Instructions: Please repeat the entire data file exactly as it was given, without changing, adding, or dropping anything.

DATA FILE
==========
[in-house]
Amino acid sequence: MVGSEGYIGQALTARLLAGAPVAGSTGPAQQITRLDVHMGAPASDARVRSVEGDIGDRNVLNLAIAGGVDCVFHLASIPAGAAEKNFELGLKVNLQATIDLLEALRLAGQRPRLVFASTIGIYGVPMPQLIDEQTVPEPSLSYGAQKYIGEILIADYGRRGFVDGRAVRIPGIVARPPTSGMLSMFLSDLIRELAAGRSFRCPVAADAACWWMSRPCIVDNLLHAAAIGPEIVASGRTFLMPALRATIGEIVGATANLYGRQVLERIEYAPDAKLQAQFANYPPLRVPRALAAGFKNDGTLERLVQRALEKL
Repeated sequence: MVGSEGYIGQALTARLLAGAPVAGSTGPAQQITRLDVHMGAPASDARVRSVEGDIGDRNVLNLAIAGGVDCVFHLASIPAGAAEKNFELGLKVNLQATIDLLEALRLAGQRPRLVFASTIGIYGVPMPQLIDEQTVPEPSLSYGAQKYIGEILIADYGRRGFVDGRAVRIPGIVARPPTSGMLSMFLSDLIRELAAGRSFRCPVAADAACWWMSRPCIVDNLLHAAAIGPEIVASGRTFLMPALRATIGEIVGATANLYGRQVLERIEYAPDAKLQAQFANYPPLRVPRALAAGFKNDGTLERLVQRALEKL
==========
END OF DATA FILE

[in-house]
Amino acid sequence: MVGSEGYIGQALTARLLAGAPVAGSTGPAQQITRLDVHMGAPASDARVRSVEGDIGDRNVLNLAIAGGVDCVFHLASIPAGAAEKNFELGLKVNLQATIDLLEALRLAGQRPRLVFASTIGIYGVPMPQLIDEQTVPEPSLSYGAQKYIGEILIADYGRRGFVDGRAVRIPGIVARPPTSGMLSMFLSDLIRELAAGRSFRCPVAADAACWWMSRPCIVDNLLHAAAIGPEIVASGRTFLMPALRATIGEIVGATANLYGRQVLERIEYAPDAKLQAQFANYPPLRVPRALAAGFKNDGTLERLVQRALEKL
Repeated sequence: MVGSEGYIGQALTARLLAGAPVAGSTGPAQQITRLDVHMGAPASDARVRSVEGDIGDRNVLNLAIAGGVDCVFHLASIPAGAAEKNFELGLKVNLQATIDLLEALRLAGQRPRLVFASTIGIYGVPMPQLIDEQTVPEPSLSYGAQKYIGEILIADYGRRGFVDGRAVRIPGIVARPPTSGMLSMFLSDLIRELAAGRSFRCPVAADAACWWMSRPCIVDNLLHAAAIGPEIVASGRTFLMPALRATIGEIVGATANLYGRQVLERIEYAPDAKLQAQFANYPPLRVPRALAAGFKNDGTLERLVQRALEKL